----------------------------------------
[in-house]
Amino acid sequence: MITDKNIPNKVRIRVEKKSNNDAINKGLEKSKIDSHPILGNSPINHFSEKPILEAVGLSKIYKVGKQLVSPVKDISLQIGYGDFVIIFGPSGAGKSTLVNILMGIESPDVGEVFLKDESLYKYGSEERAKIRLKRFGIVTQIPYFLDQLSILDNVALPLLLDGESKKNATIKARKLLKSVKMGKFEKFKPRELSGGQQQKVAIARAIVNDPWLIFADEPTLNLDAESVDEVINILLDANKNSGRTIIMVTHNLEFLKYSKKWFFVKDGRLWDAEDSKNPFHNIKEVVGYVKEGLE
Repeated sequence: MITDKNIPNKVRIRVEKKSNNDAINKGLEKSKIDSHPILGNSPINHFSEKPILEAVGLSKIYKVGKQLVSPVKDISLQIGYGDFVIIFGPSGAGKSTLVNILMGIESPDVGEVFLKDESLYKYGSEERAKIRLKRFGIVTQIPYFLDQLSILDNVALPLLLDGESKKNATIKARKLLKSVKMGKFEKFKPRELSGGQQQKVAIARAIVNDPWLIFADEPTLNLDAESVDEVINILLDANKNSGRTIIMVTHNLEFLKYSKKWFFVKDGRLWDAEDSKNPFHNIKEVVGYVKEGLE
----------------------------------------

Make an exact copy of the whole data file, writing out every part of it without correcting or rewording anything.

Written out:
[in-house]
Amino acid sequence: MITDKNIPNKVRIRVEKKSNNDAINKGLEKSKIDSHPILGNSPINHFSEKPILEAVGLSKIYKVGKQLVSPVKDISLQIGYGDFVIIFGPSGAGKSTLVNILMGIESPDVGEVFLKDESLYKYGSEERAKIRLKRFGIVTQIPYFLDQLSILDNVALPLLLDGESKKNATIKARKLLKSVKMGKFEKFKPRELSGGQQQKVAIARAIVNDPWLIFADEPTLNLDAESVDEVINILLDANKNSGRTIIMVTHNLEFLKYSKKWFFVKDGRLWDAEDSKNPFHNIKEVVGYVKEGLE
Repeated sequence: MITDKNIPNKVRIRVEKKSNNDAINKGLEKSKIDSHPILGNSPINHFSEKPILEAVGLSKIYKVGKQLVSPVKDISLQIGYGDFVIIFGPSGAGKSTLVNILMGIESPDVGEVFLKDESLYKYGSEERAKIRLKRFGIVTQIPYFLDQLSILDNVALPLLLDGESKKNATIKARKLLKSVKMGKFEKFKPRELSGGQQQKVAIARAIVNDPWLIFADEPTLNLDAESVDEVINILLDANKNSGRTIIMVTHNLEFLKYSKKWFFVKDGRLWDAEDSKNPFHNIKEVVGYVKEGLE